Home
 
Choose Your City
Change City

Edmonton’s ‘age of innocence’ is finished

If Edmontonians think the city is unsafe, the proof is in the rising numbers, a local criminologist said yesterday.

If Edmontonians think the city is unsafe, the proof is in the rising numbers, a local criminologist said yesterday.

Minutes before midnight on New Year’s Eve, Steven Lee Mills, 18, became the 35th murder victim in the capital city in 2008, after he was stabbed in the chest and died on a median on 51 Avenue between 106 Street and 107 Street.

Edmonton saw two more murders in 2008 than the previous year, when there were 33.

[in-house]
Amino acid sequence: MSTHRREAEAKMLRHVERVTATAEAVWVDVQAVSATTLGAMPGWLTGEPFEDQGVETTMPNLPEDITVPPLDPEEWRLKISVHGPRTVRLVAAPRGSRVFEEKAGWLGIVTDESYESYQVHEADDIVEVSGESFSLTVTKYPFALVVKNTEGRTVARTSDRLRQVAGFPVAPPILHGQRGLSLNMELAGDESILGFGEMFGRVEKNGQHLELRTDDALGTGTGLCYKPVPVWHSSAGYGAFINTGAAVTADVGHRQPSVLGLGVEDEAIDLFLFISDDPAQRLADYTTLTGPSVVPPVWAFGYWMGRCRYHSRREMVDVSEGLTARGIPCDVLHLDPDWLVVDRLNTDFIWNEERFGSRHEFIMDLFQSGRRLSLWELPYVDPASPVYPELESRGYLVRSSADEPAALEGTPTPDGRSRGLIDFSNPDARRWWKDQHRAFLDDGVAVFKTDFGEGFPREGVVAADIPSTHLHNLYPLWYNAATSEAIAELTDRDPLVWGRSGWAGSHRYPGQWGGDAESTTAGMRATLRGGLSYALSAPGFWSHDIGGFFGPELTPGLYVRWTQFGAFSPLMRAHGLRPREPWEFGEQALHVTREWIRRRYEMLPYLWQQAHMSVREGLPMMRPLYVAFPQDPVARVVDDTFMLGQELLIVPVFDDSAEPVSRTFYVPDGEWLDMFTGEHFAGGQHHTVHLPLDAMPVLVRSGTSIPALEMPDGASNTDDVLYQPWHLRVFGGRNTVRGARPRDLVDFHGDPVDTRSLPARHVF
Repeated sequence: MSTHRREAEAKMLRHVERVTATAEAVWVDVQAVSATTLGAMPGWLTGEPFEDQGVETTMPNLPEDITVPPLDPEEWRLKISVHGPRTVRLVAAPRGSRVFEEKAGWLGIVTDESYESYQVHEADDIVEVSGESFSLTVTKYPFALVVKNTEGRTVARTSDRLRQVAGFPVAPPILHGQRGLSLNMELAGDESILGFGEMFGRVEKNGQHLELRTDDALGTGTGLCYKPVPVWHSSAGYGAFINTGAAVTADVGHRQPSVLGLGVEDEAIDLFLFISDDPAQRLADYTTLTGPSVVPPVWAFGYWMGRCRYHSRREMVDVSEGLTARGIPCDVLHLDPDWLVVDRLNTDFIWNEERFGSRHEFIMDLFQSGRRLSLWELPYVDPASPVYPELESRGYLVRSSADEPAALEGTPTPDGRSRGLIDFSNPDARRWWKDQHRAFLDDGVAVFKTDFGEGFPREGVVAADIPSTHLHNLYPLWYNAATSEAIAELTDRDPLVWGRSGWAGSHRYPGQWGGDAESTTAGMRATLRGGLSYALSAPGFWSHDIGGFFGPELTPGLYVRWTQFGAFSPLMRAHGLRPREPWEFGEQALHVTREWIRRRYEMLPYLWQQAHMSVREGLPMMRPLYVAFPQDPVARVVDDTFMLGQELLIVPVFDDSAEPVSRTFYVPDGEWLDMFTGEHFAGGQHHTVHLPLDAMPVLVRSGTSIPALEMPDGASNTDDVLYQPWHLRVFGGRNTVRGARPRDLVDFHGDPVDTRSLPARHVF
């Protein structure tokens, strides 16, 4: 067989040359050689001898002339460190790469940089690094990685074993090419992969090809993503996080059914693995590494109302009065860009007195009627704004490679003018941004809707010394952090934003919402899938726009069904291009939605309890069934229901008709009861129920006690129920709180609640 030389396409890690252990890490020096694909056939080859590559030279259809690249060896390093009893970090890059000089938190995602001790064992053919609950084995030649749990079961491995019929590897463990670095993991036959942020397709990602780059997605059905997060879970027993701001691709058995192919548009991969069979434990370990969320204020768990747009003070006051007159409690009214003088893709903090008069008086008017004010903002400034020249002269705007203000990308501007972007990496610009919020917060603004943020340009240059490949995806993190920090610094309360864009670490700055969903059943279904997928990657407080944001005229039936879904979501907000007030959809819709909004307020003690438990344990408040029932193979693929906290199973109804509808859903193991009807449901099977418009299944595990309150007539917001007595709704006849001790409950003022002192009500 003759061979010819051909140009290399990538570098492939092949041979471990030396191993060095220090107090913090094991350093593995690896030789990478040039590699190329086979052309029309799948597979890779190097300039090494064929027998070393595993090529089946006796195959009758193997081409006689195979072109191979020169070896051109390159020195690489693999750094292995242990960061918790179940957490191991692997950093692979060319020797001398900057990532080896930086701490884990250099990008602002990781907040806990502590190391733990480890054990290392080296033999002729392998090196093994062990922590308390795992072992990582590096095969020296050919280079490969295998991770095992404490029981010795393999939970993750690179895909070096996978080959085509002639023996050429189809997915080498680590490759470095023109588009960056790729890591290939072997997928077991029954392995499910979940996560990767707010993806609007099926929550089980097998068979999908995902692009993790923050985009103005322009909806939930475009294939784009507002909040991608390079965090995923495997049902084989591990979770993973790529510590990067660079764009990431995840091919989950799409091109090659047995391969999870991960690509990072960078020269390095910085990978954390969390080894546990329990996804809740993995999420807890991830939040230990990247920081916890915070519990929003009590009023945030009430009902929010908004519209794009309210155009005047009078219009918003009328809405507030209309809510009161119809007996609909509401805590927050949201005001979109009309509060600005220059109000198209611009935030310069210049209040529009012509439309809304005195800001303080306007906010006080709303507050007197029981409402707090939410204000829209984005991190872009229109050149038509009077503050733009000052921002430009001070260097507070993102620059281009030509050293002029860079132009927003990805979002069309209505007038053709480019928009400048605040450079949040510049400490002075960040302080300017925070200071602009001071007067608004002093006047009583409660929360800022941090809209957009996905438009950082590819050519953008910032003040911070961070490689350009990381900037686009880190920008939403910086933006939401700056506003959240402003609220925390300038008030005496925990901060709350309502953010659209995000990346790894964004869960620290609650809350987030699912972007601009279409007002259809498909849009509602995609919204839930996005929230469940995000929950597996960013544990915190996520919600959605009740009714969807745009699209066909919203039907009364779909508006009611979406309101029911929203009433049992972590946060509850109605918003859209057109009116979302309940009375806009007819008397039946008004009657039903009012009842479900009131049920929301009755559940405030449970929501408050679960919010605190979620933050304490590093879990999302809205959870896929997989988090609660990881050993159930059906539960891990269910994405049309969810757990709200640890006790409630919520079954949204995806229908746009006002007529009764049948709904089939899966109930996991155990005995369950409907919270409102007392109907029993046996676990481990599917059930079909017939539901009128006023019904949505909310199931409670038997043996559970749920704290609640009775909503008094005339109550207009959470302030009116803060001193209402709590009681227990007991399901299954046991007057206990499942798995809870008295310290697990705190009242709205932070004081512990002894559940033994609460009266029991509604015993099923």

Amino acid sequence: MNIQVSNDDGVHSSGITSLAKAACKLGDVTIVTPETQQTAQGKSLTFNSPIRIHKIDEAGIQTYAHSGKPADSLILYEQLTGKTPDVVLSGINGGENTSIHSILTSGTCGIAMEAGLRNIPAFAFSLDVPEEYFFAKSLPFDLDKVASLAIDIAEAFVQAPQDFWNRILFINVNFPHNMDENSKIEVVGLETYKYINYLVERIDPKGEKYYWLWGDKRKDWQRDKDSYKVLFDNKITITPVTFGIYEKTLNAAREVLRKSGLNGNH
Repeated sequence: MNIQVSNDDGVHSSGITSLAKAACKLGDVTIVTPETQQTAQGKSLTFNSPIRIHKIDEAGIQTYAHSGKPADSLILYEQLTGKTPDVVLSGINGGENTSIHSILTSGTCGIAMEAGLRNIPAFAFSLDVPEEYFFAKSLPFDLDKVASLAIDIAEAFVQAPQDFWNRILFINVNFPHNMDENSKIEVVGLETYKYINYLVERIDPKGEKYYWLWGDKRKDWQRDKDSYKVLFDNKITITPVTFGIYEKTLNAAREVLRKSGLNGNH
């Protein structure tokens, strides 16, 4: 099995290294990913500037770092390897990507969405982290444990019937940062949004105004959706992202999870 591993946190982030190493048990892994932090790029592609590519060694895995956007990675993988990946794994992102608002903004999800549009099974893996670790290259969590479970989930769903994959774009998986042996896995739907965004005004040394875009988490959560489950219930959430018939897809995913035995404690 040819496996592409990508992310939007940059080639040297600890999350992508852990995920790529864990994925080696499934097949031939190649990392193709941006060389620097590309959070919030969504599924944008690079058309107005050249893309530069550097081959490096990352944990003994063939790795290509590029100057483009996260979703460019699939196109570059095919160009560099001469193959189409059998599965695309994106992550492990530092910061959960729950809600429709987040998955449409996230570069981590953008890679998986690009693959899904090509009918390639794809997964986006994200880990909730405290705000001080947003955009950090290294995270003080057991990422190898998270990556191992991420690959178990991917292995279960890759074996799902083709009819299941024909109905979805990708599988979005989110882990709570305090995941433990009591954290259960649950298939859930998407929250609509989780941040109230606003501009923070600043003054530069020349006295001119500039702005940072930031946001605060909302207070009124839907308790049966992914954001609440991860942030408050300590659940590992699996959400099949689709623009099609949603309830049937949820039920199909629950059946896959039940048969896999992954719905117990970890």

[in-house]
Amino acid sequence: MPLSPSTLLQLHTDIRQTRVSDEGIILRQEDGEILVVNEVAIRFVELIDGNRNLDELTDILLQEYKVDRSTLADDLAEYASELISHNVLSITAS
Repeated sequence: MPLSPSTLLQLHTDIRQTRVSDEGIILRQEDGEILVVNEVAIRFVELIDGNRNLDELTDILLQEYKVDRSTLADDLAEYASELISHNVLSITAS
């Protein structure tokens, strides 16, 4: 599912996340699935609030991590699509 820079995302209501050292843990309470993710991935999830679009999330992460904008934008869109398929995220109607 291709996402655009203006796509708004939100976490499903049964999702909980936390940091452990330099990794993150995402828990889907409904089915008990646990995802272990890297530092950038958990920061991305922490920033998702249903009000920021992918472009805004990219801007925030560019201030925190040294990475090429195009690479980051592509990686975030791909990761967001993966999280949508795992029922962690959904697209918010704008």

“We have a few prostitutes and a young man missing. Depending on what happens, the rate could rise to 40, which has never happened before in Edmonton,” said criminologist Bill Pitt. “This is a rough little place to live.”

Pitt said though crimes like car theft and break-and-enters are reportedly down, the murder rate is a testament the “age of innocence” is over in the capital region.

“As far as violent crime is concerned, and organized crime is concerned, and white-collar crime is concerned, this place is absolute nirvana,” he said. “The nature of the city has changed — we see homicides everywhere. Today, you have to pick your spots in Edmonton, where you go, and what time you go.”
Edmonton’s highest number of murders yet was 39 in 2005.

 
Consider AlsoFurther Articles